According to Engels, the probable period of that ape which transformed into man was the tertiary period and it was “many hundreds of thousands of years ago,” and their living place was “a great continent that has now sunk to the bottom of the Indian Ocean.” As the initial stream toward the transformation into man had been crossed by our ancestors with the change in diet and the change in the structure and the use of hands as well as feet. But the actual transformation took place with the origin of labour. Before this, they used tools to gather food, to make roofs, and for their defence from predatory animals, but this was not labour in the exact sense of the word. About the origin of labour, Engels writes –

“Food became more and more varied, as did also the substances entering the body with it, substances that were the chemical premises for the transition to man. But all that was not yet labour in the proper sense of the word. Labour begins with the making of tools” (ibid.).

Early humans, who lived as herds, experienced the profound effect of the development of hands. By the origin of labour, humans found a way to dominate nature. Humans kept discovering new qualities of natural things and at the same time, the increased joint activity due to the development of the hand caused social relations to become more firm. The need to talk within these firm social relations further originated speech.

Karl Marx writes about the origin of language in The German Ideology –

“Language is as old as consciousness; language is practical consciousness that exists also for other men, and for that reason alone it really exists for me personally as well; language, like consciousness, only arises from the need, the necessity, of intercourse with other men”.

Consciousness is a human characteristic. To understand language and consciousness, it is essential to keep the following statement of Jagrup Singh in mind:

“Consciousness is the highest stage of material motion (of the dual-fold effect of matter ‘adaptation’ and ‘reflection’). It is a phenomenon of appearance from the spiritual and again spiritual from appearance. It is a complex phenomenon of the transformation of the abstract [to] concrete and then concrete to the abstract. There is an activity of mind during abstract phenomena and human, social activity during concrete phenomena.” (‘Revolutionary Philosophy’ Trans. Varinder Khurana).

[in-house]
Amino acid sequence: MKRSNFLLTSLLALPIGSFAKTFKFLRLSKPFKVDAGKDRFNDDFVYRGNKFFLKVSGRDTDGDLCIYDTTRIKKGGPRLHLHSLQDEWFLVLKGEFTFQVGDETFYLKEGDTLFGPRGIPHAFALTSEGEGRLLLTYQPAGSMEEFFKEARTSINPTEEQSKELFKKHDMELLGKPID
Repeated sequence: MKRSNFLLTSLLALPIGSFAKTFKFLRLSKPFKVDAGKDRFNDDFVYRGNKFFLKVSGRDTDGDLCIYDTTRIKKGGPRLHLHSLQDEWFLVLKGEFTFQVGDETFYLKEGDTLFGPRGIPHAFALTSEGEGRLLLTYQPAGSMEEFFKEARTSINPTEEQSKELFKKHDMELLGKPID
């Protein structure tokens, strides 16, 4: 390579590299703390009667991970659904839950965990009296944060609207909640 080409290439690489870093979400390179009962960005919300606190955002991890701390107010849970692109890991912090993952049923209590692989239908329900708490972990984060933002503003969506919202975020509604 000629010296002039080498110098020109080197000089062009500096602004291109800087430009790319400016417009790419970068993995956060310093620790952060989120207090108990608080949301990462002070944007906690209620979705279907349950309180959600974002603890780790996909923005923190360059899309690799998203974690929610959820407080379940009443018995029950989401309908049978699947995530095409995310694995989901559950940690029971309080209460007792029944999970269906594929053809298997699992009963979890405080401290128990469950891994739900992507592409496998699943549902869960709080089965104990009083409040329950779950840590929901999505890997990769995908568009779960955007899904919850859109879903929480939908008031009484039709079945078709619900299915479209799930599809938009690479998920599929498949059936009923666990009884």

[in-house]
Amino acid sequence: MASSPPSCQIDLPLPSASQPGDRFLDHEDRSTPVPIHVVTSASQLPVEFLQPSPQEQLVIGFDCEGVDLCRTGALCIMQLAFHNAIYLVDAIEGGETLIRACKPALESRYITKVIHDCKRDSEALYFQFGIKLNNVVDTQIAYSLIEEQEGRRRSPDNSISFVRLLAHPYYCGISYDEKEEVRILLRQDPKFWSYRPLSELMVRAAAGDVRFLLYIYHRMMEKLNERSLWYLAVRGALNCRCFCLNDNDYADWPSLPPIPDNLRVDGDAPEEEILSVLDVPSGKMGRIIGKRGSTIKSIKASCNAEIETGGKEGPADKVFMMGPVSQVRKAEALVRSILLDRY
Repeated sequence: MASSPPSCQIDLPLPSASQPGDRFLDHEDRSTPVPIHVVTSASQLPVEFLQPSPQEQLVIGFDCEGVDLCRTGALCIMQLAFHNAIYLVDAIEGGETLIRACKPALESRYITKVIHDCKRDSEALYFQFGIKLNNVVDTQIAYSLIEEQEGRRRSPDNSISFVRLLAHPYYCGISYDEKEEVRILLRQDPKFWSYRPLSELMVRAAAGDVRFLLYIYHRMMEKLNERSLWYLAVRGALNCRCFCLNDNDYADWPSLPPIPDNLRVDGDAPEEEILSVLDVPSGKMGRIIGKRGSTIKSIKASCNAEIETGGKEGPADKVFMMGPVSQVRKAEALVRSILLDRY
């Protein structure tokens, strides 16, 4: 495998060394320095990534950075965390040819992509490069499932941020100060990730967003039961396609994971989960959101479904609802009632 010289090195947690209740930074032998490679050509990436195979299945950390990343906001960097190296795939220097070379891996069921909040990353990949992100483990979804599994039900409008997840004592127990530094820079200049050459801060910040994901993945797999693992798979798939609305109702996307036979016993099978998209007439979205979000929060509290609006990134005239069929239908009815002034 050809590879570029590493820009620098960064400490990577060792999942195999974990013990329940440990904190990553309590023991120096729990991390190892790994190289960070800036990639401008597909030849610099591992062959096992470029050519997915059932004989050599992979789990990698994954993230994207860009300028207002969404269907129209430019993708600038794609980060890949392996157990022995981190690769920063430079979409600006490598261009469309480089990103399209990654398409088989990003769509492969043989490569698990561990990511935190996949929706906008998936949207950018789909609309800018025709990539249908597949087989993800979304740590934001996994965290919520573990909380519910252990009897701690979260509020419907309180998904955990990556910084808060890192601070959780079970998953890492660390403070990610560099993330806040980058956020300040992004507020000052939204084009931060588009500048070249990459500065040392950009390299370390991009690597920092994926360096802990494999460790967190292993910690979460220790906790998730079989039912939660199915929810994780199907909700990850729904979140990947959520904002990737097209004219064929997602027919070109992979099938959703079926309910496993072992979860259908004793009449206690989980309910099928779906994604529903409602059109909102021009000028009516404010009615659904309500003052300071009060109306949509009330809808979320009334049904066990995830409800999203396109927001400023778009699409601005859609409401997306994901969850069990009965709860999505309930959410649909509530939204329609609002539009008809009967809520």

It means consciousness is the characteristic that arises in man because of the social system and it is the higher stage of the characteristics of adaptation and reflection. This characteristic of adaptation and reflection appears as the characteristic of ‘spirit’ and ‘soul’ in living matter, but in man, this characteristic achieves a higher form of ‘Mind’ and ‘consciousness’. This consciousness becomes ‘language’ in humans. Let us see another reference to illustrate this concept more:

“Consciousness is the gesture to hold the group together; the voice and the language serve as gestures to attract attention, contributing to the achievement of human collective activity. It is a complex process of the accumulation of concrete experiences of practice into abstract concepts and of reproducing them. It is enriched during the social practice of human development.” (ibid.).

The whole of this process now can be understood based on Engels’ pamphlet. Because of the specific way of living of the ancestral man, there must have been a gradual but significant different development in the structure of their hand compared to the feet, and this difference was proven conducive for the erect walking posture of man. When they started to walk erectly, they used their hands to gather food, which was further instrumental for the use of tools and ultimately for the making of tools, which is known as the origin of labour. Here, the importance of diet arises, and the tendency of migration in animals in the search of new food areas after digesting all the reachable vegetation in one place; ‘Predatory Economy’, as it is mentioned in this pamphlet, is an important feature. Different diets from different places enriched with different (and new) chemical features enhanced new qualities in body structure. These were the characteristics that differentiated man from the rest of the living world.